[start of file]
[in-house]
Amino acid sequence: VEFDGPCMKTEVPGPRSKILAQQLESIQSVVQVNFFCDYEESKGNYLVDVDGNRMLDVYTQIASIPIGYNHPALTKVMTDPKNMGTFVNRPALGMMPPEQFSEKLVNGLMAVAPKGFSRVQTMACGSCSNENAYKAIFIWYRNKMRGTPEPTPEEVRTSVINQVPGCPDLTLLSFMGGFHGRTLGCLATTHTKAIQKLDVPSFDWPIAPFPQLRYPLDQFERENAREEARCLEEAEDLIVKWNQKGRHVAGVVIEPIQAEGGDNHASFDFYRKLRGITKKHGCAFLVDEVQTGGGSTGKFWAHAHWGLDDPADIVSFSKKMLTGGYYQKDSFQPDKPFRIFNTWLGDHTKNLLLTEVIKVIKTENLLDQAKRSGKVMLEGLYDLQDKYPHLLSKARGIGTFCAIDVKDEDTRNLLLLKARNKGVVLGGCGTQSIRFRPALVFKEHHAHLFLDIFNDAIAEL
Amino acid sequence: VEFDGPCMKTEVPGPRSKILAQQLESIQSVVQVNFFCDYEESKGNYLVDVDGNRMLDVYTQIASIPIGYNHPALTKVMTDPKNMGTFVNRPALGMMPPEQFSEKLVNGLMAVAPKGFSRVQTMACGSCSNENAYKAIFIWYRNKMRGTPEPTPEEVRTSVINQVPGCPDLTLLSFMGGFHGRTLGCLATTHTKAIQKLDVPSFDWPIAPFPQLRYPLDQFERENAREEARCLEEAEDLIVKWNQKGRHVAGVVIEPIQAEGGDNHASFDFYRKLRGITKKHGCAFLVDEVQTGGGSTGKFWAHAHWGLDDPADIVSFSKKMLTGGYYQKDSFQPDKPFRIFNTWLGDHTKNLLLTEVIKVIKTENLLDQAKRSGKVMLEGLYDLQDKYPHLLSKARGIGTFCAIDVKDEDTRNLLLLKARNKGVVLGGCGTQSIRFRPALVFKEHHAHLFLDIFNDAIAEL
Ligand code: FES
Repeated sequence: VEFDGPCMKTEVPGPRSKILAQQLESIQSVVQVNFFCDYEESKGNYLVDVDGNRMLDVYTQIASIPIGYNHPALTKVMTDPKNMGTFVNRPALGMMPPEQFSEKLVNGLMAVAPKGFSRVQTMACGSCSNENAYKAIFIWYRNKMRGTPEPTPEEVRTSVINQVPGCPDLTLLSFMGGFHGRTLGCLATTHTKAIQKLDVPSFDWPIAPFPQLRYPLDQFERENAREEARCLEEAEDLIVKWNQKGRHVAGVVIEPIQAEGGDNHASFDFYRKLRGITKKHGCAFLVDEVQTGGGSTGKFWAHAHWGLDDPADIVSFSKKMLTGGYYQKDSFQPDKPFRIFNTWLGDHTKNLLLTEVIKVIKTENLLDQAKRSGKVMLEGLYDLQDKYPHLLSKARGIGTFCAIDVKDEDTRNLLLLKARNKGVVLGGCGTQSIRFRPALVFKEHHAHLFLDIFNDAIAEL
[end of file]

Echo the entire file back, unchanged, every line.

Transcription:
[in-house]
Amino acid sequence: VEFDGPCMKTEVPGPRSKILAQQLESIQSVVQVNFFCDYEESKGNYLVDVDGNRMLDVYTQIASIPIGYNHPALTKVMTDPKNMGTFVNRPALGMMPPEQFSEKLVNGLMAVAPKGFSRVQTMACGSCSNENAYKAIFIWYRNKMRGTPEPTPEEVRTSVINQVPGCPDLTLLSFMGGFHGRTLGCLATTHTKAIQKLDVPSFDWPIAPFPQLRYPLDQFERENAREEARCLEEAEDLIVKWNQKGRHVAGVVIEPIQAEGGDNHASFDFYRKLRGITKKHGCAFLVDEVQTGGGSTGKFWAHAHWGLDDPADIVSFSKKMLTGGYYQKDSFQPDKPFRIFNTWLGDHTKNLLLTEVIKVIKTENLLDQAKRSGKVMLEGLYDLQDKYPHLLSKARGIGTFCAIDVKDEDTRNLLLLKARNKGVVLGGCGTQSIRFRPALVFKEHHAHLFLDIFNDAIAEL
Amino acid sequence: VEFDGPCMKTEVPGPRSKILAQQLESIQSVVQVNFFCDYEESKGNYLVDVDGNRMLDVYTQIASIPIGYNHPALTKVMTDPKNMGTFVNRPALGMMPPEQFSEKLVNGLMAVAPKGFSRVQTMACGSCSNENAYKAIFIWYRNKMRGTPEPTPEEVRTSVINQVPGCPDLTLLSFMGGFHGRTLGCLATTHTKAIQKLDVPSFDWPIAPFPQLRYPLDQFERENAREEARCLEEAEDLIVKWNQKGRHVAGVVIEPIQAEGGDNHASFDFYRKLRGITKKHGCAFLVDEVQTGGGSTGKFWAHAHWGLDDPADIVSFSKKMLTGGYYQKDSFQPDKPFRIFNTWLGDHTKNLLLTEVIKVIKTENLLDQAKRSGKVMLEGLYDLQDKYPHLLSKARGIGTFCAIDVKDEDTRNLLLLKARNKGVVLGGCGTQSIRFRPALVFKEHHAHLFLDIFNDAIAEL
Ligand code: FES
Repeated sequence: VEFDGPCMKTEVPGPRSKILAQQLESIQSVVQVNFFCDYEESKGNYLVDVDGNRMLDVYTQIASIPIGYNHPALTKVMTDPKNMGTFVNRPALGMMPPEQFSEKLVNGLMAVAPKGFSRVQTMACGSCSNENAYKAIFIWYRNKMRGTPEPTPEEVRTSVINQVPGCPDLTLLSFMGGFHGRTLGCLATTHTKAIQKLDVPSFDWPIAPFPQLRYPLDQFERENAREEARCLEEAEDLIVKWNQKGRHVAGVVIEPIQAEGGDNHASFDFYRKLRGITKKHGCAFLVDEVQTGGGSTGKFWAHAHWGLDDPADIVSFSKKMLTGGYYQKDSFQPDKPFRIFNTWLGDHTKNLLLTEVIKVIKTENLLDQAKRSGKVMLEGLYDLQDKYPHLLSKARGIGTFCAIDVKDEDTRNLLLLKARNKGVVLGGCGTQSIRFRPALVFKEHHAHLFLDIFNDAIAEL